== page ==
Any Thoughts On This Icing

Decorating By matwogirls Updated 5 Jul 2008 , 3:03pm by dinas27

matwogirls Posted 4 Jul 2008 , 1:16am
post #1 of 14

I hope my picture will be clear enogh for everyone. but I was wondering if anyone had ideas as to what icing would be the best for the this cake. It is for a wedding next month. I was thinking stiffer buttercream, in the picture the icing looks rough, almost cracking from being stiff? I am not sure what would you use?

Please all ideas welcome,
Janice
LL

13 replies
karateka Posted 4 Jul 2008 , 2:28am
post #2 of 14

I'd just use a chocolate crusting buttercream and "swirl" it with your knife while icing it.

jolmk Posted 4 Jul 2008 , 3:22am
post #3 of 14

You can get the swirls in the icing using the back of a spoon.

Jo

dawncr Posted 4 Jul 2008 , 3:35am
post #4 of 14

Speaking as someone who isn't a huge fan of buttercream icing (I know--blasphemous! icon_eek.gif ):

The icing doesn't need to be smoothed or to be of a particular consistency for piping, flowers, or other decorations, so why not make a really fudgy frosting? Maybe try one that has milk, butter, sugar and high-quality dark chocolate cooked together? I'd check to see how stable it would be without refrigeration-- fudge itself can sit out, and it's possible that cooking to such a high temp would make it safe outside for at least a little while.

My thought is that if a bride is a big enough fan of chocolate to have it on her wedding cake, she'll want it to be an amazingly awesome chocolate. (That's my plan if I ever have another wedding.) Pretty, pretty cake.

Just my two cents, coming from a chocolate-fiend.

BakingGirl Posted 4 Jul 2008 , 3:36am
post #5 of 14

This is a really delicious chocolate buttercream, and it crusts so I think you can achieve this look. Did I mention that it is really delicious, eat with a spoon delicious?

http://www.epicurious.com/recipes/food/views/CHOCOLATE-BUTTERCREAM-109248

dawncr Posted 4 Jul 2008 , 3:44am
post #6 of 14

Ok, now THREE posts is just weird. Musta been a hiccup in my laptop.

miny Posted 4 Jul 2008 , 5:10am
post #7 of 14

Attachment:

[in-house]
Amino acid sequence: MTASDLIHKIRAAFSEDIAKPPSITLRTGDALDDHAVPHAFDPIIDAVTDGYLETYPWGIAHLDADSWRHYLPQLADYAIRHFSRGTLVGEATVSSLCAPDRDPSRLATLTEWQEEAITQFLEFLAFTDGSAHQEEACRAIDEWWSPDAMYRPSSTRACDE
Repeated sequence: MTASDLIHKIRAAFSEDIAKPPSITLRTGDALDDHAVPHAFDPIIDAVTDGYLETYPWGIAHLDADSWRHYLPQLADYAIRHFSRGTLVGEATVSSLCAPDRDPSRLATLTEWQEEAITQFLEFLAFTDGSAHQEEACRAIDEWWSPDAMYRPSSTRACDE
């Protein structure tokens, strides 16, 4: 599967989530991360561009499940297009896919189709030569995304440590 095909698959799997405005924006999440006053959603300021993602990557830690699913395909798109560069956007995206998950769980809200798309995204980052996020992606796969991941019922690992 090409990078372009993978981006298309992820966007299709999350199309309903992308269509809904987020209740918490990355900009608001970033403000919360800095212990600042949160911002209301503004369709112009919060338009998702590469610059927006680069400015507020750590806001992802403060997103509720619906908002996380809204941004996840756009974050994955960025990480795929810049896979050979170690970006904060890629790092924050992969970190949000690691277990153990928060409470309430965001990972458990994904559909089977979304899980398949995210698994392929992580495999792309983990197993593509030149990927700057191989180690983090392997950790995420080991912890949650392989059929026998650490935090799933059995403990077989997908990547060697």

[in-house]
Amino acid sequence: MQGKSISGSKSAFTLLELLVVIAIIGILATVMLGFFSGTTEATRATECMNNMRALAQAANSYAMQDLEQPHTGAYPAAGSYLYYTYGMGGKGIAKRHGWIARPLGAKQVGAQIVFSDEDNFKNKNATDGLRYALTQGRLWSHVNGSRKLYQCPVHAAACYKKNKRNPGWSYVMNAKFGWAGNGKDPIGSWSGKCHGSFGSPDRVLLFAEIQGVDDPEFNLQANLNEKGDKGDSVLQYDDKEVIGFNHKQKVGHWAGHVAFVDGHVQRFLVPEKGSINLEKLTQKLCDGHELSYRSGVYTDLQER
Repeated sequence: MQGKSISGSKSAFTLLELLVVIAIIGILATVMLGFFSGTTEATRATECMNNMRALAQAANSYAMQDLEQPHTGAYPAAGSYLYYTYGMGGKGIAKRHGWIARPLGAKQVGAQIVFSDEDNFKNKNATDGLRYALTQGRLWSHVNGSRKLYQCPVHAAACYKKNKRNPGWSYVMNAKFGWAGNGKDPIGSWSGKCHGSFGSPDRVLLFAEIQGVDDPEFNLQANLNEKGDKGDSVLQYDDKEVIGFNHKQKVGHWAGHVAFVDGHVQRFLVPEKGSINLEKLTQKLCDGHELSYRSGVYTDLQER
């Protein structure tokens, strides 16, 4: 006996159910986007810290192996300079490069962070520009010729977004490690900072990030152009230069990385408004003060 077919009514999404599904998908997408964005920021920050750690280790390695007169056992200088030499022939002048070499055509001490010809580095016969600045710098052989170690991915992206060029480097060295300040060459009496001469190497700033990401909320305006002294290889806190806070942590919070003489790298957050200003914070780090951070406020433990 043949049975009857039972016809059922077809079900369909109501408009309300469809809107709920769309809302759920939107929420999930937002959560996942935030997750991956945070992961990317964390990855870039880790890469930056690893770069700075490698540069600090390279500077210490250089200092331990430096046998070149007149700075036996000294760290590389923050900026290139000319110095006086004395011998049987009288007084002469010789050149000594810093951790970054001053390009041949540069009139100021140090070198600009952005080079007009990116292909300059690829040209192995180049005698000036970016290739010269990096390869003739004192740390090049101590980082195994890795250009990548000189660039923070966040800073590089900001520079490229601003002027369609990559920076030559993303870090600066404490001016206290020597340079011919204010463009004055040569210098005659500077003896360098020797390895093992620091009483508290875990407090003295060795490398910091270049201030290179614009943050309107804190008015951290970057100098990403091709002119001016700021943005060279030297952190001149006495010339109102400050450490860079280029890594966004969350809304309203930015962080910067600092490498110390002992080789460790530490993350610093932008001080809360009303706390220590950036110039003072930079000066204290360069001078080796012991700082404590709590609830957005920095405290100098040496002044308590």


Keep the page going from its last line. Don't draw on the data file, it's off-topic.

Quote:
Originally Posted by BakingGirl

This is a really delicious chocolate buttercream, and it crusts so I think you can achieve this look. Did I mention that it is really delicious, eat with a spoon delicious?

http://www.epicurious.com/recipes/food/views/CHOCOLATE-BUTTERCREAM-109248




This recipe sounds delicious BakingGirl but what does it mean when it says on the ingredients 3 lbs. 10X confectioners' sugar, what's the 10X means? icon_confused.gificon_confused.gif

BakingGirl Posted 4 Jul 2008 , 1:33pm
post #8 of 14

I think the 10X just means the fine-ess of the grind of the confectionary sugar. The regular powdered sugar you buy is 10X.

miny Posted 4 Jul 2008 , 6:56pm
post #9 of 14

Ahhhhh that makes sense, thank you, I just don't like to assume anything and mess this delish frosting icon_rolleyes.gif

BakingGirl Posted 4 Jul 2008 , 7:37pm
post #10 of 14

Ah, just thinking about it makes me wonder if I should go through my freezer. You never know, there might be a tub of the delish chocolate buttercream lurking in there somewhere! Mmmm. And this is coming from someone who does not like buttercream.

Lightningale21 Posted 4 Jul 2008 , 9:40pm
post #12 of 14

I would use a whipped chocolate ganache, then you can adjust the stiffness. Mmmmmm chocolate. icon_biggrin.gif

spoonfedcake Posted 4 Jul 2008 , 10:23pm
post #13 of 14

I like to use duncan heines canned frosting and the back of a warm spoon. YUM-OH the sour cream frosting is so good. that cake looks good too.

dinas27 Posted 5 Jul 2008 , 3:03pm
post #14 of 14

i would also use a whipped semisweet chocolate ganache. I just used this in a grooms cake which had a rough icing look - havent posted the pics yet and you could definately get that look with it using a spoon.

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